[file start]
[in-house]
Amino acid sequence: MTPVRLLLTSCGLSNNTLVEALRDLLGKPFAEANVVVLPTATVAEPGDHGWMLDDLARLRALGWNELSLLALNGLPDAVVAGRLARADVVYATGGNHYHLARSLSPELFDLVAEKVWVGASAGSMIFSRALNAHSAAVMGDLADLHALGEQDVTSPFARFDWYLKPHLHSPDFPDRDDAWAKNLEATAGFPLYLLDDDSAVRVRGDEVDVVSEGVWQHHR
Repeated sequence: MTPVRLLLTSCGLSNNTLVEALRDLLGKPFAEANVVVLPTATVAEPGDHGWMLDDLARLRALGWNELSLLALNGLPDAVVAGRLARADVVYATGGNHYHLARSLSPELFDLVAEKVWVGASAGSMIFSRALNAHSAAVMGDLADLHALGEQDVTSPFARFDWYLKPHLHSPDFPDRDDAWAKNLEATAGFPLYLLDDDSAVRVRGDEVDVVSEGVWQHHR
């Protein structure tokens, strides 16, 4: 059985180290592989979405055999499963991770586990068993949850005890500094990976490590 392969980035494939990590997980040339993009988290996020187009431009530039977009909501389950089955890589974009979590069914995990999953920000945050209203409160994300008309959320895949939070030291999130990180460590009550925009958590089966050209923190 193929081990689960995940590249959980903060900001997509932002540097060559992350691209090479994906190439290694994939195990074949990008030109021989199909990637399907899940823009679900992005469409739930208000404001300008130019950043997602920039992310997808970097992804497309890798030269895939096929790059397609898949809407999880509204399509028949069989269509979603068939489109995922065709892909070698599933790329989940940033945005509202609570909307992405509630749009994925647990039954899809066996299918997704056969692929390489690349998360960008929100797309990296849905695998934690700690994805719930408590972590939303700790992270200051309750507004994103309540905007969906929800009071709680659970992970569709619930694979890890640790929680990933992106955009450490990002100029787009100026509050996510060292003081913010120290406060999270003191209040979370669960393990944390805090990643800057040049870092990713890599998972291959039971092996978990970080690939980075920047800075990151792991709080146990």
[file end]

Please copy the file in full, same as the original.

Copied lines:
[in-house]
Amino acid sequence: MTPVRLLLTSCGLSNNTLVEALRDLLGKPFAEANVVVLPTATVAEPGDHGWMLDDLARLRALGWNELSLLALNGLPDAVVAGRLARADVVYATGGNHYHLARSLSPELFDLVAEKVWVGASAGSMIFSRALNAHSAAVMGDLADLHALGEQDVTSPFARFDWYLKPHLHSPDFPDRDDAWAKNLEATAGFPLYLLDDDSAVRVRGDEVDVVSEGVWQHHR
Repeated sequence: MTPVRLLLTSCGLSNNTLVEALRDLLGKPFAEANVVVLPTATVAEPGDHGWMLDDLARLRALGWNELSLLALNGLPDAVVAGRLARADVVYATGGNHYHLARSLSPELFDLVAEKVWVGASAGSMIFSRALNAHSAAVMGDLADLHALGEQDVTSPFARFDWYLKPHLHSPDFPDRDDAWAKNLEATAGFPLYLLDDDSAVRVRGDEVDVVSEGVWQHHR
């Protein structure tokens, strides 16, 4: 059985180290592989979405055999499963991770586990068993949850005890500094990976490590 392969980035494939990590997980040339993009988290996020187009431009530039977009909501389950089955890589974009979590069914995990999953920000945050209203409160994300008309959320895949939070030291999130990180460590009550925009958590089966050209923190 193929081990689960995940590249959980903060900001997509932002540097060559992350691209090479994906190439290694994939195990074949990008030109021989199909990637399907899940823009679900992005469409739930208000404001300008130019950043997602920039992310997808970097992804497309890798030269895939096929790059397609898949809407999880509204399509028949069989269509979603068939489109995922065709892909070698599933790329989940940033945005509202609570909307992405509630749009994925647990039954899809066996299918997704056969692929390489690349998360960008929100797309990296849905695998934690700690994805719930408590972590939303700790992270200051309750507004994103309540905007969906929800009071709680659970992970569709619930694979890890640790929680990933992106955009450490990002100029787009100026509050996510060292003081913010120290406060999270003191209040979370669960393990944390805090990643800057040049870092990713890599998972291959039971092996978990970080690939980075920047800075990151792991709080146990």